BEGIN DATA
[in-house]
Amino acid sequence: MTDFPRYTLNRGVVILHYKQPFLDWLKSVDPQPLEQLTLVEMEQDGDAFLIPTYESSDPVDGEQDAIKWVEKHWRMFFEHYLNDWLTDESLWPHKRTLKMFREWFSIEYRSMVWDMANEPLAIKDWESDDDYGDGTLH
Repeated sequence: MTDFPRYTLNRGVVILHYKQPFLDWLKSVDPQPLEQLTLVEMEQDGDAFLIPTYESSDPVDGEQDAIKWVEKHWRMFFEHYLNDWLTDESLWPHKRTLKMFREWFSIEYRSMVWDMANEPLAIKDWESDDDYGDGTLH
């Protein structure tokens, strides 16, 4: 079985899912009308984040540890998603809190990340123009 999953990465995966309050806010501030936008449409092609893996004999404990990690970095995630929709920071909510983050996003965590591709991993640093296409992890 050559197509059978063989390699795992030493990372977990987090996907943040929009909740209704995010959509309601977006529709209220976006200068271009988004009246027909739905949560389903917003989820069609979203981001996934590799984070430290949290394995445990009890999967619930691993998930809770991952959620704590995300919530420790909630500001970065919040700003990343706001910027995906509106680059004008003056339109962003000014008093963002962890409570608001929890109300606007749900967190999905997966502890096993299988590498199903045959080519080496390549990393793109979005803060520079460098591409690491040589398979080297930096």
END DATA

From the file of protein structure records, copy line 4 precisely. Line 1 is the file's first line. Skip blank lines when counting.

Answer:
């Protein structure tokens, strides 16, 4: 079985899912009308984040540890998603809190990340123009 999953990465995966309050806010501030936008449409092609893996004999404990990690970095995630929709920071909510983050996003965590591709991993640093296409992890 050559197509059978063989390699795992030493990372977990987090996907943040929009909740209704995010959509309601977006529709209220976006200068271009988004009246027909739905949560389903917003989820069609979203981001996934590799984070430290949290394995445990009890999967619930691993998930809770991952959620704590995300919530420790909630500001970065919040700003990343706001910027995906509106680059004008003056339109962003000014008093963002962890409570608001929890109300606007749900967190999905997966502890096993299988590498199903045959080519080496390549990393793109979005803060520079460098591409690491040589398979080297930096």